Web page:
Security and Privacy

Technical Perspective: Tracing the Network Traffic Fingerprinting Techniques of OpenVPN

While designing VPN software is not rocket science, designing an effective VPN obfuscation layer is much more difficult.

Credit: Getty Images fingerprint overlays a constellation, illustration
Read the related Research Paper

It is well known that a fundamental conflict exists between various entities (for example, ISPs, corporations, and governments) that want to control and/or monitor Internet activity and individual users (or groups thereof) who desire privacy and/or censorship circumvention. This conflict manifests itself as a global and seemingly never-ending arms race between privacy technologies (for example, Tor and VPNs) and traffic analysis methods that aim to identify (fingerprint) and block communication conducted using the former.

This is not a universal battle between good and evil. There are numerous examples where upstanding users (for example, citizen journalists, dissidents, whistle-blowers) fight the proverbial “good fight” to circumvent oppression. However, it is just as simple to turn the table and consider settings where malicious actors (for example, trolls, spies, terrorists, criminals) are pitted against “righteous” entities that attempt to prevent their activities. Also, sometimes the motivation for blocking cloaked traffic is not nefarious but is simply driven by the need to maintain acceptable QoS for other traffic.

Security researchers are not supposed to take sides in this battle. It is equally legitimate to explore privacy and anti-privacy techniques as well as to attack either. Both sides in the conflict must be aware of flaws and strengths of the tools they use. To this end, the accompanying paper investigates network traffic fingerprinting (simply fingerprinting hereafter) of a very popular privacy technique—OpenVPN.

Fingerprinting is the art of probabilistically identifying—ideally, with low error rates—traffic patterns that correspond to a particular targeted activity, VPN use in this case. As the paper illustrates, OpenVPN is susceptible to quite accurate fingerprinting via a two-stage process: passive traffic analysis (Filter), followed by active probing (Prober). It reports >85% success rate in identifying OpenVPN connections. Furthermore, even when coupled with an optional obfuscation layer (for example, Chameleon or Stealth), OpenVPN traffic remains detectable. These results were obtained in partnership with Merit, a Michigan-based ISP that serves about one million users. Such a partnership is necessary for any credible study/experiment of real-world traffic analysis since the experimenters must play the combined role of the ISP and the censor.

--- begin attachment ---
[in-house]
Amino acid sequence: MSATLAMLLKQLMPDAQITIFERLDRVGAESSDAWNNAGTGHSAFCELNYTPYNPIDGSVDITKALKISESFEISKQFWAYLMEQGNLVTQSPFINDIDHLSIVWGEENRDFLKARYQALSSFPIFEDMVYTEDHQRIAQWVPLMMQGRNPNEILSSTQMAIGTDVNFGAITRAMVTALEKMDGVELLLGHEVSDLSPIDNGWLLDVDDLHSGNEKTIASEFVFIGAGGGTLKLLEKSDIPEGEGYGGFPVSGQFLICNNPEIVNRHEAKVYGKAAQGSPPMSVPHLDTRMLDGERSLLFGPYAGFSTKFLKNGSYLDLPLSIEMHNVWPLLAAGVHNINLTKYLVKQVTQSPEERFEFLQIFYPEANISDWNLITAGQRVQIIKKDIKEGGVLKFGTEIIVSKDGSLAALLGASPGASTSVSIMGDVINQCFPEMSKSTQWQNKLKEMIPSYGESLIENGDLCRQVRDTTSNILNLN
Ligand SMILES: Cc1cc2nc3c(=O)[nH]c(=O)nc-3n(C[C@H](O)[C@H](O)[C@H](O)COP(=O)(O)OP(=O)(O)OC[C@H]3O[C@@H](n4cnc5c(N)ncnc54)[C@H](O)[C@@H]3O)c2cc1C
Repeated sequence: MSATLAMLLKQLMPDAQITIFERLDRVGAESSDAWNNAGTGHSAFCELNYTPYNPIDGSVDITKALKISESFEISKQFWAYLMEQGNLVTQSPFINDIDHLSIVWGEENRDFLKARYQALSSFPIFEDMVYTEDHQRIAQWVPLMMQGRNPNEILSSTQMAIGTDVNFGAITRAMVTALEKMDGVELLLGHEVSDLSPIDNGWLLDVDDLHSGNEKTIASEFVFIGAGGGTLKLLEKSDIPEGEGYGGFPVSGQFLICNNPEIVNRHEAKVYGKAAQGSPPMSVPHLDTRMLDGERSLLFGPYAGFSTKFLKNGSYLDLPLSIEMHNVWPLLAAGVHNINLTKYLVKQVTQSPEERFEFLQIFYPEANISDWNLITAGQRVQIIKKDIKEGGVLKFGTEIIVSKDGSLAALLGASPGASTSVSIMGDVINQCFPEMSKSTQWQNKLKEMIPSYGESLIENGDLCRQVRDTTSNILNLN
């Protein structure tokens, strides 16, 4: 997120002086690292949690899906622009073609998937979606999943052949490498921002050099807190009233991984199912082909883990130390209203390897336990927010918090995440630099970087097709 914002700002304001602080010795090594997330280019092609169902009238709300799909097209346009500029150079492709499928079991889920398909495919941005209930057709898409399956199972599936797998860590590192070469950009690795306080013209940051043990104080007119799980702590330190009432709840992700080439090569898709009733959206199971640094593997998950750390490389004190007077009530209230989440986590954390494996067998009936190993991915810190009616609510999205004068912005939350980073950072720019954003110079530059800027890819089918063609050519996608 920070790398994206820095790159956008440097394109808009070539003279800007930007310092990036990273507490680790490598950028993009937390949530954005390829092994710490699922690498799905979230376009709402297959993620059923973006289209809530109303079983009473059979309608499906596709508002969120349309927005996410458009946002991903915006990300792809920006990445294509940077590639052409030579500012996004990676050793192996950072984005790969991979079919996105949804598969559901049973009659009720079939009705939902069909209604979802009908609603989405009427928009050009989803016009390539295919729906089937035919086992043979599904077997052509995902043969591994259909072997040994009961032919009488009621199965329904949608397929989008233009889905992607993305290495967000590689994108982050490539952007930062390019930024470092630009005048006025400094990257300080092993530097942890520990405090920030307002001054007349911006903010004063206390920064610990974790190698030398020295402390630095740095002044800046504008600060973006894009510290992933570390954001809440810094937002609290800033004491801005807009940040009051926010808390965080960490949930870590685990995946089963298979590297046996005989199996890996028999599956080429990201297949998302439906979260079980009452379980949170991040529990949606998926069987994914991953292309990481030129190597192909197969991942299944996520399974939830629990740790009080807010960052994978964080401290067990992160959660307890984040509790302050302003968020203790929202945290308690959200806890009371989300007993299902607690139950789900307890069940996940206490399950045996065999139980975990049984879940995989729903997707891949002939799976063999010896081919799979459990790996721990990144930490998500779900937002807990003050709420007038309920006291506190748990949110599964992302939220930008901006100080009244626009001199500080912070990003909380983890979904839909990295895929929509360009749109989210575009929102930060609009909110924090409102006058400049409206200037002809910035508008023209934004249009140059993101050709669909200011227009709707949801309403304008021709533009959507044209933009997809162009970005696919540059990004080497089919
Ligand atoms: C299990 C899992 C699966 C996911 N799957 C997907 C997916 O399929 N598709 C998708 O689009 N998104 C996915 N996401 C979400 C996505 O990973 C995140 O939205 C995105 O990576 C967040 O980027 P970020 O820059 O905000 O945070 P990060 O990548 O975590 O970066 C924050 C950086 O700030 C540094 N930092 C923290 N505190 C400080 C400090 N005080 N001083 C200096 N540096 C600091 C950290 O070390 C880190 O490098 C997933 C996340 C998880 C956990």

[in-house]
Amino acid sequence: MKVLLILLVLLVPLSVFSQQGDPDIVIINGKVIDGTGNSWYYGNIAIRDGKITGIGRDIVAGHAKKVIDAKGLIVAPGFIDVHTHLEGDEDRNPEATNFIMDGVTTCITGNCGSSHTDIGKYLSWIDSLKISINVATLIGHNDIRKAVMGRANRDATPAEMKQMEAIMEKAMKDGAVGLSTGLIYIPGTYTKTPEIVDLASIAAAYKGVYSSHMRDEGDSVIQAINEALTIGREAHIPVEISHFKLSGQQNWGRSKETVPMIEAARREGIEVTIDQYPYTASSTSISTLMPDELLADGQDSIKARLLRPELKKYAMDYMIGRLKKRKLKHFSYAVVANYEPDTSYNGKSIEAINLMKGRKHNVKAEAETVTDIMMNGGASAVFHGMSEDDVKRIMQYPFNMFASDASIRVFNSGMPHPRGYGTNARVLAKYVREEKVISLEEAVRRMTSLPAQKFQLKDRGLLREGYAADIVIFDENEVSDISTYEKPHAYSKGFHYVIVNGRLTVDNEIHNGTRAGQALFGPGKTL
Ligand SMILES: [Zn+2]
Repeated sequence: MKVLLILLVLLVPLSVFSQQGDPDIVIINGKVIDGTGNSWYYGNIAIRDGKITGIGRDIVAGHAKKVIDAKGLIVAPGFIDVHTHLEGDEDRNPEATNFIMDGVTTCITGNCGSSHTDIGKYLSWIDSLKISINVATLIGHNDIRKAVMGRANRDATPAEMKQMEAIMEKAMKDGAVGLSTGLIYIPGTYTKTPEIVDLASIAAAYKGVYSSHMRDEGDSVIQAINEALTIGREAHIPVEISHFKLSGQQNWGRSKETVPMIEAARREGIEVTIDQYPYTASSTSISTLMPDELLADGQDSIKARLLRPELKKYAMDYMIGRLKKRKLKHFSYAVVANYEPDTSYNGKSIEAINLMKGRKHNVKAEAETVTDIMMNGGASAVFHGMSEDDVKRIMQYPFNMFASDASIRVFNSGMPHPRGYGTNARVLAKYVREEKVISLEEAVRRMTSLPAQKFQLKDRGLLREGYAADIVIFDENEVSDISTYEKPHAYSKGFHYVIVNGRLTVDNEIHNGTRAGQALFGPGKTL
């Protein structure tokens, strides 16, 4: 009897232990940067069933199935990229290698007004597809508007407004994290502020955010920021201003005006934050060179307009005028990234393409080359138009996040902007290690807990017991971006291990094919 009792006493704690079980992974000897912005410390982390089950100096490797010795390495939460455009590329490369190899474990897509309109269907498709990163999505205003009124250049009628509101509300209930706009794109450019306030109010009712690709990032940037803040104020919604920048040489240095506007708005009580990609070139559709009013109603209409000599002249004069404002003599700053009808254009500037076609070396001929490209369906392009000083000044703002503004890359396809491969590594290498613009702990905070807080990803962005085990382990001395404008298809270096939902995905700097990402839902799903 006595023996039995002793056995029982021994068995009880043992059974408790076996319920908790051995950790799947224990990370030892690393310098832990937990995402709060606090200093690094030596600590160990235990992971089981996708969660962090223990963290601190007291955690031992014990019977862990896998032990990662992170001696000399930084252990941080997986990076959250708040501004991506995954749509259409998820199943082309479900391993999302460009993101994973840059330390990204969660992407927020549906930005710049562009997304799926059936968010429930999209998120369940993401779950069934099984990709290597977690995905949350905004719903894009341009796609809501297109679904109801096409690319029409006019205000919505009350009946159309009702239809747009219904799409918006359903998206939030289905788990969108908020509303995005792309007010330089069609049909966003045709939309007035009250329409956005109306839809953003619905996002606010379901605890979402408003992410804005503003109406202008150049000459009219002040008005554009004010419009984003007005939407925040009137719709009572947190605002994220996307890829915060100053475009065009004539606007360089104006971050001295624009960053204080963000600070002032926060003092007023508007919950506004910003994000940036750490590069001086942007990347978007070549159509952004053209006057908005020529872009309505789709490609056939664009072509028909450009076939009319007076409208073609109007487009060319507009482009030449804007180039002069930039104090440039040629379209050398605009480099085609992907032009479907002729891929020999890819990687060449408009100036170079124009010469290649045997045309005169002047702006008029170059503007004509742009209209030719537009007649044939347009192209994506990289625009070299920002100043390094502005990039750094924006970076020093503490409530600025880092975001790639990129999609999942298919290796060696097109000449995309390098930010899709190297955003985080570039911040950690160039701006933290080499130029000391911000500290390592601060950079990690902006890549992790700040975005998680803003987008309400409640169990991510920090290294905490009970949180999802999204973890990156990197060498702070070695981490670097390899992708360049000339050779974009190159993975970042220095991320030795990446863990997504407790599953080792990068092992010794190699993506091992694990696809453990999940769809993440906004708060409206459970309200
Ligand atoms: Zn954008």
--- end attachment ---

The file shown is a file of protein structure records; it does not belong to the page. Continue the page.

Interestingly, the Deep Packet Inspection (DPI) approach taken in this work is inspired by the infamous Great Firewall of China. Although DPI is well-known and widely used, its features and accuracy grew and improved over the years. The main issue is whether it can be used in real time and at scale. The authors show it can. Moreover, the proposed method outperforms prior ML-based techniques in terms of FPR.

One thorny issue in conducting this type of a study is ethics. Genuine VPN (especially obfuscated) traffic is, by its very nature, sensitive and any information collected about it must be treated with utmost care. The authors tried their best to make sure that no information (beyond server IP addresses and port #-s) is kept. Furthermore, the study must minimize influencing ISP traffic, which is achieved via passive logging. The only potential interference is the subsequent probing of suspected VPN servers. However, the authors claim: “Each server receives only 2–10 innocuous connection attempts, similar to those commonly used in Internet measurement tools like Nmap.”

While it is debatable whether this is truly negligible or innocuous, any study with an active component must involve some probing.

The probing process first attempts “base probes” that identify possible OpenVPN traffic and follows up with additional probes that rule out certain other protocols that behave similarly to OpenVPN. The latter cleverly uses long(er) RST packets to test for RST thresholds unique to OpenVPN servers.

To conclude, designing VPN software is not rocket science. It requires carefully following accepted key management and secure communication techniques. In contrast, designing an effective VPN obfuscation layer is much more difficult, as the paper illustrates. The arms race between obfuscation and counter-obfuscation techniques is on-going and is unlikely to end soon. This is the bad news. However, the authors point out: “…We evaluated the practicality of our approach in partnership with a mid-size ISP, and we were able to identify the majority of vanilla and obfuscated OpenVPN flows with only negligible false positives…”

The majority does not mean all: for five OpenVPN configurations (Table 5 in the original paper), a detection rate of 0 (zero) was reported, which gives some hope. Interestingly, three of those use obfs4, which employs stronger padding (by randomizing packet sizes) than that its predecessors obfs2/3 used by other providers.a

This paper amply demonstrates formidable challenges facing successful obfuscation of VPN traffic and outlines several directions for both near-term and long-term mitigation measures. However, it is highly unlikely that any panacea will materialize in the near term.

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